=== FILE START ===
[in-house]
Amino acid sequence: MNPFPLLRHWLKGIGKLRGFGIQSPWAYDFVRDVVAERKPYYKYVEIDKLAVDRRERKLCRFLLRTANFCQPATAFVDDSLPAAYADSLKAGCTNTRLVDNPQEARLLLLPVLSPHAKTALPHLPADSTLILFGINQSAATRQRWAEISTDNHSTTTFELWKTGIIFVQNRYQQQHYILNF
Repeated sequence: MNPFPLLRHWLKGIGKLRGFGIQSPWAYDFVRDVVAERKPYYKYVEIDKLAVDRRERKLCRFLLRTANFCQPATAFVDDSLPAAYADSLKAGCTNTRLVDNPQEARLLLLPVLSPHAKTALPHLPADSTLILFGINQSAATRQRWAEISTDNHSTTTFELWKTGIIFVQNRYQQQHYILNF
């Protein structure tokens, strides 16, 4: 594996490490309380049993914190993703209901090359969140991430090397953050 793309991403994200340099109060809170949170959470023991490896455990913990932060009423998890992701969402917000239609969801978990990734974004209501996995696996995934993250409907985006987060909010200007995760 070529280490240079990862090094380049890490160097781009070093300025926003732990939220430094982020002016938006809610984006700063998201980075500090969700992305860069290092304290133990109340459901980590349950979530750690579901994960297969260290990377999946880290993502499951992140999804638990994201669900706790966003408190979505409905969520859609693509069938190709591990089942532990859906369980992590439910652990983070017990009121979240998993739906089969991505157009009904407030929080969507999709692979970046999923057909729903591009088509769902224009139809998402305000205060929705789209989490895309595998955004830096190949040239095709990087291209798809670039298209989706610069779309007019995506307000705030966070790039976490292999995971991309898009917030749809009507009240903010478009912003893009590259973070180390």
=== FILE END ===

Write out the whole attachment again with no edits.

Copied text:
[in-house]
Amino acid sequence: MNPFPLLRHWLKGIGKLRGFGIQSPWAYDFVRDVVAERKPYYKYVEIDKLAVDRRERKLCRFLLRTANFCQPATAFVDDSLPAAYADSLKAGCTNTRLVDNPQEARLLLLPVLSPHAKTALPHLPADSTLILFGINQSAATRQRWAEISTDNHSTTTFELWKTGIIFVQNRYQQQHYILNF
Repeated sequence: MNPFPLLRHWLKGIGKLRGFGIQSPWAYDFVRDVVAERKPYYKYVEIDKLAVDRRERKLCRFLLRTANFCQPATAFVDDSLPAAYADSLKAGCTNTRLVDNPQEARLLLLPVLSPHAKTALPHLPADSTLILFGINQSAATRQRWAEISTDNHSTTTFELWKTGIIFVQNRYQQQHYILNF
């Protein structure tokens, strides 16, 4: 594996490490309380049993914190993703209901090359969140991430090397953050 793309991403994200340099109060809170949170959470023991490896455990913990932060009423998890992701969402917000239609969801978990990734974004209501996995696996995934993250409907985006987060909010200007995760 070529280490240079990862090094380049890490160097781009070093300025926003732990939220430094982020002016938006809610984006700063998201980075500090969700992305860069290092304290133990109340459901980590349950979530750690579901994960297969260290990377999946880290993502499951992140999804638990994201669900706790966003408190979505409905969520859609693509069938190709591990089942532990859906369980992590439910652990983070017990009121979240998993739906089969991505157009009904407030929080969507999709692979970046999923057909729903591009088509769902224009139809998402305000205060929705789209989490895309595998955004830096190949040239095709990087291209798809670039298209989706610069779309007019995506307000705030966070790039976490292999995971991309898009917030749809009507009240903010478009912003893009590259973070180390």